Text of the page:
The pineapple (Ananas comosus) is a tropical plant with an edible multiple fruit consisting of coalesced berries, also called pineapples,and the most economically significant plant in the family Bromeliaceae.
Pineapples may be cultivated from the offset produced at the top of the fruit, possibly flowering in five to ten months and fruiting in the following six months. Pineapples do not ripen significantly after harvest.In 2016, Costa Rica, Brazil, and the Philippines accounted for nearly one-third of the world’s production of pineapples.
The plant is indigenous to South America and is said to originate from the area between southern Brazil and Paraguay however, little is known about the origin of the domesticated pineapple (Pickersgill, 1976). MS Bertoni (1919) considered the Paraná–Paraguay River drainages to be the place of origin of A. comosus.The natives of southern Brazil and Paraguay spread the pineapple throughout South America, and it eventually reached the Caribbean, Central America, and Mexico, where it was cultivated by the Mayas and the Aztecs. Columbus encountered the pineapple in 1493 on the leeward island of Guadeloupe. He called it piña de Indes, meaning “pine of the Indians”, and brought it back with him to Spain, thus making the pineapple the first bromeliad to be introduced by humans outside of the New World. The Spanish introduced it into the Philippines, Hawaii (introduced in the early 19th century, first commercial plantation 1886), Zimbabwe, and Guam. The fruit is said to have been first introduced in Hawaii when a Spanish ship brought it there in the 1500s. The Portuguese took the fruit from Brazil and introduced it into India by 1550.
The pineapple was brought to northern Europe by the Dutch from their colony in Surinam. The first pineapple to be successfully cultivated in Europe, is said to have been grown by Pieter de la Court at Meerburg in 1658. In England, a huge “pineapple stove” needed to grow the plants had been built at the Chelsea Physic Garden in 1723. In France, King Louis XV was presented with a pineapple that had been grown at Versailles in 1733. Catherine the Great ate pineapples grown on her own estates before her death in 1796. Because of the expense of direct import and the enormous cost in equipment and labour required to grow them in a temperate climate, using hothouses called “pineries”, pineapples soon became a symbol of wealth. They were initially used mainly for display at dinner parties, rather than being eaten, and were used again and again until they began to rot.By the second half of the 18th century, the production of the fruit on British estates had become the subject of great rivalry between wealthy aristocrats.John Murray, 4th Earl of Dunmore built a hothouse on his estate surmounted by a huge stone cupola 14 metres tall in the shape of the fruit; it is known as the Dunmore Pineapple.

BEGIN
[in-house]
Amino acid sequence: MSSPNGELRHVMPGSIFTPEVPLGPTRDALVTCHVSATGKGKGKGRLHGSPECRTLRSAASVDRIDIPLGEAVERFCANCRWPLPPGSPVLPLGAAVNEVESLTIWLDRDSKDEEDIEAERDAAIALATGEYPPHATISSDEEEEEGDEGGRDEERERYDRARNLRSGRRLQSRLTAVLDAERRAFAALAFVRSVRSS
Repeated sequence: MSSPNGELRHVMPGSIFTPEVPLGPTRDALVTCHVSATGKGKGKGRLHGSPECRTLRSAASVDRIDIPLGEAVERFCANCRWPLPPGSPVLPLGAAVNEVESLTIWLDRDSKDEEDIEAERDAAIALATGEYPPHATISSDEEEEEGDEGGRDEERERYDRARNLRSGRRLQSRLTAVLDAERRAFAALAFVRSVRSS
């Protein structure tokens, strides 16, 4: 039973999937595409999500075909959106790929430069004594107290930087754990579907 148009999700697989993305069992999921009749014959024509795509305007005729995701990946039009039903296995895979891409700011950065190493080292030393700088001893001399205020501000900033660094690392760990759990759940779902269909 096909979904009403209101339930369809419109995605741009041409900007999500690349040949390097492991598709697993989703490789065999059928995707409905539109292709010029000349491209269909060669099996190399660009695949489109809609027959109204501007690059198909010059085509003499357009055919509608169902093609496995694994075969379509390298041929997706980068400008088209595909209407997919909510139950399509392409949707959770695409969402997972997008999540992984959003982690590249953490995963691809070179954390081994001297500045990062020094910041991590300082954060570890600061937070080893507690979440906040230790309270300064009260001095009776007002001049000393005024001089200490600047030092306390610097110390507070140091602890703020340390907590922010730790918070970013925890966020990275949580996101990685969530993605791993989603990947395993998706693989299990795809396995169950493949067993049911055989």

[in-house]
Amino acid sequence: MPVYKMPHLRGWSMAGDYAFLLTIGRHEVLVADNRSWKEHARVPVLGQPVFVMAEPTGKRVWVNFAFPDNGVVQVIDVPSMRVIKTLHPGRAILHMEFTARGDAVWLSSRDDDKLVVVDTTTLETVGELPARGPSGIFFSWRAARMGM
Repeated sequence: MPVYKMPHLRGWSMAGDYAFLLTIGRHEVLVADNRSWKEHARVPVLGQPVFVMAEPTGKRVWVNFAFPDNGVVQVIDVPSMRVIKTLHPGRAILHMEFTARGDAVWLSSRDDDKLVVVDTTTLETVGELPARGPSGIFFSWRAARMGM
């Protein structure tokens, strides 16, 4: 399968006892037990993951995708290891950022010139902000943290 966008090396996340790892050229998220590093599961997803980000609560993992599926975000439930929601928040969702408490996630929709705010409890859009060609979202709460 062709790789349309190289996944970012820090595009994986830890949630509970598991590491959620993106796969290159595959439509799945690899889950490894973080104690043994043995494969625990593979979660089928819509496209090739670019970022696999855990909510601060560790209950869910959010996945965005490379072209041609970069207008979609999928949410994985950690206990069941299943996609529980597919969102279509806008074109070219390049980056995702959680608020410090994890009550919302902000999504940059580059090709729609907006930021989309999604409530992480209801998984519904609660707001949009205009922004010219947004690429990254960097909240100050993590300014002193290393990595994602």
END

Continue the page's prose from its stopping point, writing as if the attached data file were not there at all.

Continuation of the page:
John Kidwell is credited with the introduction of the pineapple industry to Hawaii; large-scale pineapple cultivation by US companies began in the early 1900s. Among the most famous and influential pineapple industrialists was James Dole, who moved to Hawaii in 1899and started a pineapple plantation in 1900.The companies Dole and Del Monte began growing pineapples on the island of Oahu in 1901 and 1917, respectively. Dole’s pineapple company began with the acquisition of 60 acres (24 ha) of land in 1901, and grew into a major company, the Dole Food Company. Maui Pineapple Company began pineapple cultivation on the island of Maui in 1909.]
In the US, in 1986, the Pineapple Research Institute was dissolved and its assets divided between Del Monte and Maui Land and Pineapple. Del Monte took cultivar ’73–114′, dubbed ‘MD-2’, to its plantations in Costa Rica, found it to be well-suited to growing there, and launched it publicly in 1996 as ‘Gold Extra Sweet’, while Del Monte also began marketing ’73–50′, dubbed ‘CO-2’, as ‘Del Monte Gold’.
Dole ceased its cannery operations in Honolulu in 1991, and in 2008, Del Monte terminated its pineapple-growing operations in Hawaii. In 2009, the Maui Pineapple Company reduced its operations to supply pineapples only locally on Maui, and by 2013, only the Dole Plantation on Oahu grew pineapples in a volume of about 0.1 percent of the world’s production.
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